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The effects of the Deregulation Act 2015 will extended to all tenancies from 1st October 2018 in England



Mon 1 October 2018 The effects of the Deregulation Act 2015 will extended to all tenancies from 1st October 2018 in England HELEN TOWNSEND
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Head of Dispute Resolution

This year has already seen a series of changes which have made the letting of properties more onerous for landlords. With changes including the reduction of tax relief on buy to let mortgages, the new GDPR in place as well as proposals for increased tenancy duration, regulation of managing agents and client money protection to come, it is an increasingly more difficult time for landlords striving to make a living from their properties. On top of all the mentioned changes, we are also now fast approaching the end of the three year transitional period brought in by The Deregulation Act 2015; ending on 1st October 2018.

All landlords and agents should by now be aware of the Deregulation Act as the changes it brought in have effected those tenancies which started or were renewed for a new fixed term after the 1st October 2015 (‘new tenancies’ as they are known). When the transitional period ends, on 1 October 2018, the changes brought in by the Deregulation Act will apply to all ASTs including retrospectively to those entered into before October 2015. This means that if they have not already, landlords with pre-October 2018 tenancies, will need to take steps to ensure that their tenancies comply with the Act. Having said that however, not all the changes will apply and they will not apply uniformly so it is not quite that easy.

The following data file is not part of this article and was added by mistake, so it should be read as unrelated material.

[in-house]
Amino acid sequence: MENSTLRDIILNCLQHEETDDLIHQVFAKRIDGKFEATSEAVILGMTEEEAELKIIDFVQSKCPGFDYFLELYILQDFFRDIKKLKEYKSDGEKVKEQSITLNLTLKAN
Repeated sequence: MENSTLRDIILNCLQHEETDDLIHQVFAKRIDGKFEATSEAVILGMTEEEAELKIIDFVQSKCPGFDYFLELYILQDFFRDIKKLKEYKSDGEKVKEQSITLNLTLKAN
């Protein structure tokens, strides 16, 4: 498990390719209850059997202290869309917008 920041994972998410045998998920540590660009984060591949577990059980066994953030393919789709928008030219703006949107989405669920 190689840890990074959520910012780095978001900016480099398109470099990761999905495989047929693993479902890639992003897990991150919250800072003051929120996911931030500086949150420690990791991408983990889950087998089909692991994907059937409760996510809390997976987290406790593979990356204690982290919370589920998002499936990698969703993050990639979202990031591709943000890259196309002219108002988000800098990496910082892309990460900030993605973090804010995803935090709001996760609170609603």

What will change on 1st October 2018?

  1. The property’s Energy Performance Certificates (EPC), except where a property is not required to have an EPC such as where the landlord is letting a room on a single AST in a House in Multiple Occupation (HMO).
  2. A gas safety certificate covering all fixed as well as portable gas appliances provided by the landlord for the tenants’ use.
  3. The Ministry of Housing, Communities & Local Government’s (MHCLG) How to rent guide: This can be provided digitally or as a hard copy if the tenant requests it. Agents and landlords should not simply supply a link to where the document can be found. The requirement to provide the ‘How to rent’ checklist is not obligatory for tenancies before 1 October 2015 unless they have been renewed after that date, but landlords may wish to consider providing a copy of the guide as good practice regardless, so that this can be noted on the claim form if possession proceedings are required at a later date. The ‘How to rent’ guide is periodically updated so it is important to ensure that the latest version (currently 9 July 2018) is provided.

Up until October 2018, a landlord wishing to issue a Section 21 notice could serve all the correct documents one day and issue the Section 21 notice a few days later. The key change coming into force in October 2018 is that these documents must be provided at the start of the tenancy, before the tenant has moved in. It is this ‘beforehand’ provision which means that many landlords may find themselves in a difficult situation of not being able to recover possession via Section 21 because of their own failures.

The changes mean that landlords have to be more careful in undertaking the required steps before issuing a new tenancy and letting the tenant move in. If they chose not to do so, or fail to comply though lack of knowledge, then unfortunately they will find themselves in a difficult situation should they need to recover possession of their property back.

If you need more information regarding the requirements or assistance with recovering possession of a property or a claim for rent arrears then please contact a member of our Dispute Resolution Department to discuss this with us.


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